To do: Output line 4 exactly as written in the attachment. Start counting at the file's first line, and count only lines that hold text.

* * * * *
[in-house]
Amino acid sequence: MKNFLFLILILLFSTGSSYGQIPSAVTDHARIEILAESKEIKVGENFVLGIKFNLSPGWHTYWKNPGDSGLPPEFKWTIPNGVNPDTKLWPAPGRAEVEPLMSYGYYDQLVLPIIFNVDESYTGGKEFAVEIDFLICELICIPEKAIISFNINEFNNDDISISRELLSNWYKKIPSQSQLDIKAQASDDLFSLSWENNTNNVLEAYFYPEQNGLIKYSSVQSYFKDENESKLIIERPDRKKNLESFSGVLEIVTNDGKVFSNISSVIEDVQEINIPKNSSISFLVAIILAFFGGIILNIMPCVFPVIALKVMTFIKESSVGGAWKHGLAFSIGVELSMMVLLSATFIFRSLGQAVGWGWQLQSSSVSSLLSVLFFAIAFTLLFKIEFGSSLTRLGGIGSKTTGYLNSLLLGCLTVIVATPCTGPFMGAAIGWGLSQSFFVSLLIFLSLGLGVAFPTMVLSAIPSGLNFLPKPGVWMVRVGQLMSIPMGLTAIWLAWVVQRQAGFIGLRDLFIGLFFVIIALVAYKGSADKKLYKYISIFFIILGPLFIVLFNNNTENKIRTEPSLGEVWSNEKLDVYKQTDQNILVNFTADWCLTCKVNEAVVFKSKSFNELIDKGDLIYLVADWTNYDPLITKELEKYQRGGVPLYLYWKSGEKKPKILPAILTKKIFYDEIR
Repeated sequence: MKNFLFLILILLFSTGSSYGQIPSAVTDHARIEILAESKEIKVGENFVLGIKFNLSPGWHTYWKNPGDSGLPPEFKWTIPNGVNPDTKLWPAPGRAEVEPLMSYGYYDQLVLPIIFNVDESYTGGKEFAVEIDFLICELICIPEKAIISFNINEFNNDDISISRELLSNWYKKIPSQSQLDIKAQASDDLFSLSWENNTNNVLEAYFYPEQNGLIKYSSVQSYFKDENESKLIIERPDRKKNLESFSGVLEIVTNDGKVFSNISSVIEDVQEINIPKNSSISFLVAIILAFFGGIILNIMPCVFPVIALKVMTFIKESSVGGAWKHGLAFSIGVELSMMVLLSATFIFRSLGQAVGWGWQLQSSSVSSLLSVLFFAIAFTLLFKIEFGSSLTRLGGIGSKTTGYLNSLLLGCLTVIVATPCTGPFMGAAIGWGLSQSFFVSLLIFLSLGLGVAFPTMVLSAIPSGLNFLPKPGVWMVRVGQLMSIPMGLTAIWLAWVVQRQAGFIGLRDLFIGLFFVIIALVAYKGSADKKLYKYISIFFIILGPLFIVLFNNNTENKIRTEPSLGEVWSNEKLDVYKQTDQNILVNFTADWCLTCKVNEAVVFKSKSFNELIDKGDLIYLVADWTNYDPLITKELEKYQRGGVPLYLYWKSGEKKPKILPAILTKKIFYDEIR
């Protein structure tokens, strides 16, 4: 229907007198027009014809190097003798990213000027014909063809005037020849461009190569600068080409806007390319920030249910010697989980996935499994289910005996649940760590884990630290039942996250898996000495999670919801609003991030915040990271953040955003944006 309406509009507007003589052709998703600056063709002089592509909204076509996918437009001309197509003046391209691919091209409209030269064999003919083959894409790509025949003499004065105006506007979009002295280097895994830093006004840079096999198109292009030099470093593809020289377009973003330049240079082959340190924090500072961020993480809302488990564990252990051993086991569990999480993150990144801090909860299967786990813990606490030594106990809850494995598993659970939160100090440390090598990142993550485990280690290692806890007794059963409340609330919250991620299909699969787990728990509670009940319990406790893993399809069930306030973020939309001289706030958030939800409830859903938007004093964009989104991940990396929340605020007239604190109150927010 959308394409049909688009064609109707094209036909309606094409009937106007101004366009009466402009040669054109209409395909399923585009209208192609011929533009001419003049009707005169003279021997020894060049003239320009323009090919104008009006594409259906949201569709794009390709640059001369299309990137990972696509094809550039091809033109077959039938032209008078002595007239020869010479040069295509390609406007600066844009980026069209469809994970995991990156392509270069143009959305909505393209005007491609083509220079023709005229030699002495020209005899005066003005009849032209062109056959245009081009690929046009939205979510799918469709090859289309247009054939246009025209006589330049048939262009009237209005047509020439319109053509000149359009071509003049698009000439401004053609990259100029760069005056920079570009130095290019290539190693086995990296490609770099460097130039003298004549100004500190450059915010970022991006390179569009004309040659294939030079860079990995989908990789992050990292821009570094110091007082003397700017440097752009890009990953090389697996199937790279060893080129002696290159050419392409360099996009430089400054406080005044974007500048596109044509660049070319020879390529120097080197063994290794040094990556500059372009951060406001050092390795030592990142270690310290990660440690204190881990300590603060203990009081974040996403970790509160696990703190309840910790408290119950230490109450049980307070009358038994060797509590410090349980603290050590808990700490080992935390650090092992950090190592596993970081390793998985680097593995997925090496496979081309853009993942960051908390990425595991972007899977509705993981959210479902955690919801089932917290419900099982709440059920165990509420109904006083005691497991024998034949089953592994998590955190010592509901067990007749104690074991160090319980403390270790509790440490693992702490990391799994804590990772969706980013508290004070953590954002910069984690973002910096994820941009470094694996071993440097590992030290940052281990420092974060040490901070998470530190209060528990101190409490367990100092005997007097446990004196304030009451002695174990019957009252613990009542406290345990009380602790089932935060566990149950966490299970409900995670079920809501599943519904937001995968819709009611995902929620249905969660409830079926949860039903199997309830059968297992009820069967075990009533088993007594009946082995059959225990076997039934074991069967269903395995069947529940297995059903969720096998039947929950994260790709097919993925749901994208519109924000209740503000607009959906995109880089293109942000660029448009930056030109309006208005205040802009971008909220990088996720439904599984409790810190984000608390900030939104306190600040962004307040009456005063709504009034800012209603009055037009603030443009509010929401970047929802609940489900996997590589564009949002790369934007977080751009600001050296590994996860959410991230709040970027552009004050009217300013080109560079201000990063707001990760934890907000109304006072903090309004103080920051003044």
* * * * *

């Protein structure tokens, strides 16, 4: 229907007198027009014809190097003798990213000027014909063809005037020849461009190569600068080409806007390319920030249910010697989980996935499994289910005996649940760590884990630290039942996250898996000495999670919801609003991030915040990271953040955003944006 309406509009507007003589052709998703600056063709002089592509909204076509996918437009001309197509003046391209691919091209409209030269064999003919083959894409790509025949003499004065105006506007979009002295280097895994830093006004840079096999198109292009030099470093593809020289377009973003330049240079082959340190924090500072961020993480809302488990564990252990051993086991569990999480993150990144801090909860299967786990813990606490030594106990809850494995598993659970939160100090440390090598990142993550485990280690290692806890007794059963409340609330919250991620299909699969787990728990509670009940319990406790893993399809069930306030973020939309001289706030958030939800409830859903938007004093964009989104991940990396929340605020007239604190109150927010 959308394409049909688009064609109707094209036909309606094409009937106007101004366009009466402009040669054109209409395909399923585009209208192609011929533009001419003049009707005169003279021997020894060049003239320009323009090919104008009006594409259906949201569709794009390709640059001369299309990137990972696509094809550039091809033109077959039938032209008078002595007239020869010479040069295509390609406007600066844009980026069209469809994970995991990156392509270069143009959305909505393209005007491609083509220079023709005229030699002495020209005899005066003005009849032209062109056959245009081009690929046009939205979510799918469709090859289309247009054939246009025209006589330049048939262009009237209005047509020439319109053509000149359009071509003049698009000439401004053609990259100029760069005056920079570009130095290019290539190693086995990296490609770099460097130039003298004549100004500190450059915010970022991006390179569009004309040659294939030079860079990995989908990789992050990292821009570094110091007082003397700017440097752009890009990953090389697996199937790279060893080129002696290159050419392409360099996009430089400054406080005044974007500048596109044509660049070319020879390529120097080197063994290794040094990556500059372009951060406001050092390795030592990142270690310290990660440690204190881990300590603060203990009081974040996403970790509160696990703190309840910790408290119950230490109450049980307070009358038994060797509590410090349980603290050590808990700490080992935390650090092992950090190592596993970081390793998985680097593995997925090496496979081309853009993942960051908390990425595991972007899977509705993981959210479902955690919801089932917290419900099982709440059920165990509420109904006083005691497991024998034949089953592994998590955190010592509901067990007749104690074991160090319980403390270790509790440490693992702490990391799994804590990772969706980013508290004070953590954002910069984690973002910096994820941009470094694996071993440097590992030290940052281990420092974060040490901070998470530190209060528990101190409490367990100092005997007097446990004196304030009451002695174990019957009252613990009542406290345990009380602790089932935060566990149950966490299970409900995670079920809501599943519904937001995968819709009611995902929620249905969660409830079926949860039903199997309830059968297992009820069967075990009533088993007594009946082995059959225990076997039934074991069967269903395995069947529940297995059903969720096998039947929950994260790709097919993925749901994208519109924000209740503000607009959906995109880089293109942000660029448009930056030109309006208005205040802009971008909220990088996720439904599984409790810190984000608390900030939104306190600040962004307040009456005063709504009034800012209603009055037009603030443009509010929401970047929802609940489900996997590589564009949002790369934007977080751009600001050296590994996860959410991230709040970027552009004050009217300013080109560079201000990063707001990760934890907000109304006072903090309004103080920051003044």